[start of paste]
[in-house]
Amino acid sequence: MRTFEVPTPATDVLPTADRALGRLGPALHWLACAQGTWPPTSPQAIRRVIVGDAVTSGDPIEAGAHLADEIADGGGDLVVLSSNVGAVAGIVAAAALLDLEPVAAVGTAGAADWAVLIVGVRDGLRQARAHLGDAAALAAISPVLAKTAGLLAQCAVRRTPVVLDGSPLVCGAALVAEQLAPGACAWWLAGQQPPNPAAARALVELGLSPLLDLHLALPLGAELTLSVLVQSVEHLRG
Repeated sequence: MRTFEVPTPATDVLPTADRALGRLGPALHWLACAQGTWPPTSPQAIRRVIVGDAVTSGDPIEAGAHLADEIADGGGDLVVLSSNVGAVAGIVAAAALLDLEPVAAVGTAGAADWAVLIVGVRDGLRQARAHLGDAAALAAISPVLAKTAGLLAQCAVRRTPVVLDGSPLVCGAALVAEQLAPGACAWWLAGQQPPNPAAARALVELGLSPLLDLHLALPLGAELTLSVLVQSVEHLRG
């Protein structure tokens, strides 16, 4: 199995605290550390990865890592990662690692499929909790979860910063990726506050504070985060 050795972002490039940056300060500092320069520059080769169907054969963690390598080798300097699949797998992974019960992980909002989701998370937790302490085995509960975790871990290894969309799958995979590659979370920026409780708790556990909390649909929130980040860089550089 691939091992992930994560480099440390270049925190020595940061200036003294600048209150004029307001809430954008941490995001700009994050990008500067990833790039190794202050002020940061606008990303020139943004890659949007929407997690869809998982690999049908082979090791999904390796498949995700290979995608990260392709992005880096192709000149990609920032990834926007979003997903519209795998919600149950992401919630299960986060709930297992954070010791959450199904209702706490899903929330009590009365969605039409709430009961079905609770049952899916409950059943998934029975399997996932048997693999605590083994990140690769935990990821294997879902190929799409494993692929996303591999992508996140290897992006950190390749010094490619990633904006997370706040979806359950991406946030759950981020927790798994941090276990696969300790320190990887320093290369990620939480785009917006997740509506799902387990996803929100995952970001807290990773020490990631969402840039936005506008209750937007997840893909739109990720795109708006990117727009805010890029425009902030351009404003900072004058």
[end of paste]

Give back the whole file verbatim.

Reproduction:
[in-house]
Amino acid sequence: MRTFEVPTPATDVLPTADRALGRLGPALHWLACAQGTWPPTSPQAIRRVIVGDAVTSGDPIEAGAHLADEIADGGGDLVVLSSNVGAVAGIVAAAALLDLEPVAAVGTAGAADWAVLIVGVRDGLRQARAHLGDAAALAAISPVLAKTAGLLAQCAVRRTPVVLDGSPLVCGAALVAEQLAPGACAWWLAGQQPPNPAAARALVELGLSPLLDLHLALPLGAELTLSVLVQSVEHLRG
Repeated sequence: MRTFEVPTPATDVLPTADRALGRLGPALHWLACAQGTWPPTSPQAIRRVIVGDAVTSGDPIEAGAHLADEIADGGGDLVVLSSNVGAVAGIVAAAALLDLEPVAAVGTAGAADWAVLIVGVRDGLRQARAHLGDAAALAAISPVLAKTAGLLAQCAVRRTPVVLDGSPLVCGAALVAEQLAPGACAWWLAGQQPPNPAAARALVELGLSPLLDLHLALPLGAELTLSVLVQSVEHLRG
């Protein structure tokens, strides 16, 4: 199995605290550390990865890592990662690692499929909790979860910063990726506050504070985060 050795972002490039940056300060500092320069520059080769169907054969963690390598080798300097699949797998992974019960992980909002989701998370937790302490085995509960975790871990290894969309799958995979590659979370920026409780708790556990909390649909929130980040860089550089 691939091992992930994560480099440390270049925190020595940061200036003294600048209150004029307001809430954008941490995001700009994050990008500067990833790039190794202050002020940061606008990303020139943004890659949007929407997690869809998982690999049908082979090791999904390796498949995700290979995608990260392709992005880096192709000149990609920032990834926007979003997903519209795998919600149950992401919630299960986060709930297992954070010791959450199904209702706490899903929330009590009365969605039409709430009961079905609770049952899916409950059943998934029975399997996932048997693999605590083994990140690769935990990821294997879902190929799409494993692929996303591999992508996140290897992006950190390749010094490619990633904006997370706040979806359950991406946030759950981020927790798994941090276990696969300790320190990887320093290369990620939480785009917006997740509506799902387990996803929100995952970001807290990773020490990631969402840039936005506008209750937007997840893909739109990720795109708006990117727009805010890029425009902030351009404003900072004058």